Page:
Allocator Breeding areas
Some investment stores are better at moving people than others. In Skorina’s view, only a small portion of existing endowments, foundations and hospital systems are managed by investment managers with strong training programs and strong upward mobility opportunities.
The University of Washington is one such institution. Its investment office has one of the strongest training programs in the country for young talent, according to Skorina.
But others also exist. At Drexel University, the investment office offers co-ops – part-time jobs approved by the university – to undergraduate and graduate students interested in a career in financial services. At the Texas Teacher Retirement System, employees are encouraged to participate in TRS University, an in-house program that allocates at least 20 hours per year for various career development courses and presentations. Activities range from a one-off presentation by an industry leader to week-long courses in corporate finance and accounting, according to CIO Jase Auby. Auby said TRS also has internal mentoring programs.
According to Auby, a public pension plan is a great place to start a career. On the one hand, employees are exposed to all asset classes when working with the portfolio of a pension plan.
“Your exposure is not siled to a single asset class,” he said. “In addition, you have routine interactions with the top executives of the most important investment firms in the investment management industry. There is no better foundation or training for a future as an investor.
At the Kellogg Foundation, the investment team offers junior analysts an onboarding plan, a “buddy,” mentorship and tuition reimbursement for certifications and graduate degrees, according to CIO Carlos Rangel.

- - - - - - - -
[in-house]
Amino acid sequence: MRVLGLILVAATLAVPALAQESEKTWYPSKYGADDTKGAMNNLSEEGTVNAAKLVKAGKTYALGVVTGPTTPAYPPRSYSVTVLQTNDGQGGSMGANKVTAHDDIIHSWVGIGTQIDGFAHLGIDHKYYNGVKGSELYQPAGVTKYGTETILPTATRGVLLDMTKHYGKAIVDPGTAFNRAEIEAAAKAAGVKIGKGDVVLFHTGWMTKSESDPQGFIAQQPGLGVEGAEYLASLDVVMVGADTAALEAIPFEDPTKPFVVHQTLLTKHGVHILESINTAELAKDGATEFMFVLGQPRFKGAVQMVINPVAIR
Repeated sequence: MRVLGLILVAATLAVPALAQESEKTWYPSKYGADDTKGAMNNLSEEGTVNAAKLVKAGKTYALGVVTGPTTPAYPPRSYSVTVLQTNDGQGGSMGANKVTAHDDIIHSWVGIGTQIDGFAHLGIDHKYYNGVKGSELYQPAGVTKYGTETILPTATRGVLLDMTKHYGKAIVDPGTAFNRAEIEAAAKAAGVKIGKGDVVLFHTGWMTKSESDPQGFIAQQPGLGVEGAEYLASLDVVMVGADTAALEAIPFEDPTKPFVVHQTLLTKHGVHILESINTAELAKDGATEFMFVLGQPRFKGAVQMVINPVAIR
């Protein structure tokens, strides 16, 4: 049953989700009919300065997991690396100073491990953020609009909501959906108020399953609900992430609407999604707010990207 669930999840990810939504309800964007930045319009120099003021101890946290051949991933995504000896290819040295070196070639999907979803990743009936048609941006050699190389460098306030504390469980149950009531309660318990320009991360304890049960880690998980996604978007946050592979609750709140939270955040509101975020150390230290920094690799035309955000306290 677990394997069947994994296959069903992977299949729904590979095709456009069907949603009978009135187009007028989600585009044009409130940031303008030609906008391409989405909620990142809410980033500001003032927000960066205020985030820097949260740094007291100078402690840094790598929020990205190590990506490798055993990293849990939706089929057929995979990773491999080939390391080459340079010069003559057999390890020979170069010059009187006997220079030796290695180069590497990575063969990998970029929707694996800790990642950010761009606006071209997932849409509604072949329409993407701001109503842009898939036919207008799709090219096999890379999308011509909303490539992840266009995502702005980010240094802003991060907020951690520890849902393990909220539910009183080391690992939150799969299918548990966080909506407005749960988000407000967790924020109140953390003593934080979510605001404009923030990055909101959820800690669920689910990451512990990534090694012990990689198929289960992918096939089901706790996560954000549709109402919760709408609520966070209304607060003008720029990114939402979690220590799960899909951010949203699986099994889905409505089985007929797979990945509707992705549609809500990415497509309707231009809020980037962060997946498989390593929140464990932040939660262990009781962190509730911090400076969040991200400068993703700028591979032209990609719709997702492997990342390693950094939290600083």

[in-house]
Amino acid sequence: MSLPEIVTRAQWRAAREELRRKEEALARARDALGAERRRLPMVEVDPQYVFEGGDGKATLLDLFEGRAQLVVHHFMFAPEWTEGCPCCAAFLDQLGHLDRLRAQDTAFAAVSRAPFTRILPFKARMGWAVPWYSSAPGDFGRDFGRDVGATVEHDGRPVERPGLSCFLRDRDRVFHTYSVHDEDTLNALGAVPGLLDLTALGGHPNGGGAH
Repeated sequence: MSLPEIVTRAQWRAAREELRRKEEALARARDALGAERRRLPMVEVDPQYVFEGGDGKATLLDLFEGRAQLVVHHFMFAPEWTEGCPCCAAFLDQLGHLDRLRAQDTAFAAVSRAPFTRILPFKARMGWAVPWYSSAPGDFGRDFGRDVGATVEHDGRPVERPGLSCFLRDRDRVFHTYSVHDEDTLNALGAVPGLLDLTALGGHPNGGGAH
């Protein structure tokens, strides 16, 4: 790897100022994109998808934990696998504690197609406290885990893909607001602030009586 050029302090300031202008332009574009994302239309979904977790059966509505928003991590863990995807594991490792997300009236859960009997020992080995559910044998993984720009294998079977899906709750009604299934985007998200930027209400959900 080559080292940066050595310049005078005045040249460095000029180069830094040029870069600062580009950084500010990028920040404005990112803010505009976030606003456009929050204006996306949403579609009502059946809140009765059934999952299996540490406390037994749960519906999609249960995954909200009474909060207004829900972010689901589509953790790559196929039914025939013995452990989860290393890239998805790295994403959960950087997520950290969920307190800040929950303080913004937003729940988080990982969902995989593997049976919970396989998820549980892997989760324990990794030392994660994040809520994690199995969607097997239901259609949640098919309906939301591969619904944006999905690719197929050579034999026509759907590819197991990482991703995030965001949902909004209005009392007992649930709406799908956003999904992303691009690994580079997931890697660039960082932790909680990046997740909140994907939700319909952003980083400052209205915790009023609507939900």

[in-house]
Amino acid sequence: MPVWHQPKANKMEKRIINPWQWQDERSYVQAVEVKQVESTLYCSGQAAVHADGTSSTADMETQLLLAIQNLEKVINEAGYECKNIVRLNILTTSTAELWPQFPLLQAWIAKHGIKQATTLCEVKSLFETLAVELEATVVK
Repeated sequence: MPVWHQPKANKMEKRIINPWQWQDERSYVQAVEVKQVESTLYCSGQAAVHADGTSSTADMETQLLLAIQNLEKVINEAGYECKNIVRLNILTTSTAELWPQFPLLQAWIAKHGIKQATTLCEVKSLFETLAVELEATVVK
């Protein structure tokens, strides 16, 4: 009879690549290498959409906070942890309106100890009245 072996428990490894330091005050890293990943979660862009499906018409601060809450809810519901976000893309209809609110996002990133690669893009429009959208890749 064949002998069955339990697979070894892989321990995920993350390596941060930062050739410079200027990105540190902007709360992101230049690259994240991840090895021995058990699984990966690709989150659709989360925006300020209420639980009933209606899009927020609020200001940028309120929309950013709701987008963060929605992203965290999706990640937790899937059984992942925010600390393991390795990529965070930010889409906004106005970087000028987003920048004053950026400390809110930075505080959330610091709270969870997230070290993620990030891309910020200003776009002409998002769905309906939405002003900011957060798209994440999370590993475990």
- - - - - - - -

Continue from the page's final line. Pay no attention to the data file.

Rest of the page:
“We believe in promoting a flat organizational model where analysts learn and practice investing alongside the leading investment professionals on our team,” he said via email.
While some asset owners are large enough to accommodate streamlined training programs, others, like ERS Hawaii, are small offices with a core team of three or four people. For ISD Elizabeth Burton, training is done by doing the job every day and listening to the wise advice of seasoned colleagues.
“I’m the junior staff,” Burton said. “In a lot of ways, they mentor me. In many cases, they have decades of more investment experience than I do.
TRS Illinois has an equally small team: understaffed and under-resourced, staff have experienced high turnover lately, said Gonzalez, who oversees the fund’s Diverse and Emerging Manager program.
Despite these challenges, TRS of Illinois offers a rotation program for new hires. Under this program, junior employees are placed in one asset class for one year before moving to another.
“If we choose to park in an asset class, that’s what we do,” Gonzalez said.
A strong network is perhaps more important than a training program, Gonzalez said. For junior (and senior) talent with ambitious career goals, it’s a good idea to get a position that allows for frequent networking opportunities, he said.
“If you want to make the jump to the allocator, work for a consulting firm or a general partner – a place where you are constantly networked,” he added.
Networking is the most fundamental part of his job, Gonzalez said. For someone just starting out in their career, a well-connected network of peers and mentors can make the application process easier.
“You can also easily jump from one place to another,” Gonzalez said.
For the next generation of institutional talent, the beneficiaries interviewed for this story universally warned against locking up. Instead, they encouraged the development of a diverse set of skills, to understand who turns the gears inside a company, and to be flexible on the way to the top.
“Don’t plan your career on a fixed basis,” Ulozas said. “The best thing is to be open.”
Auby expressed a similar sentiment: “Be open to the opportunities presented to you and don’t compare yourself to others. “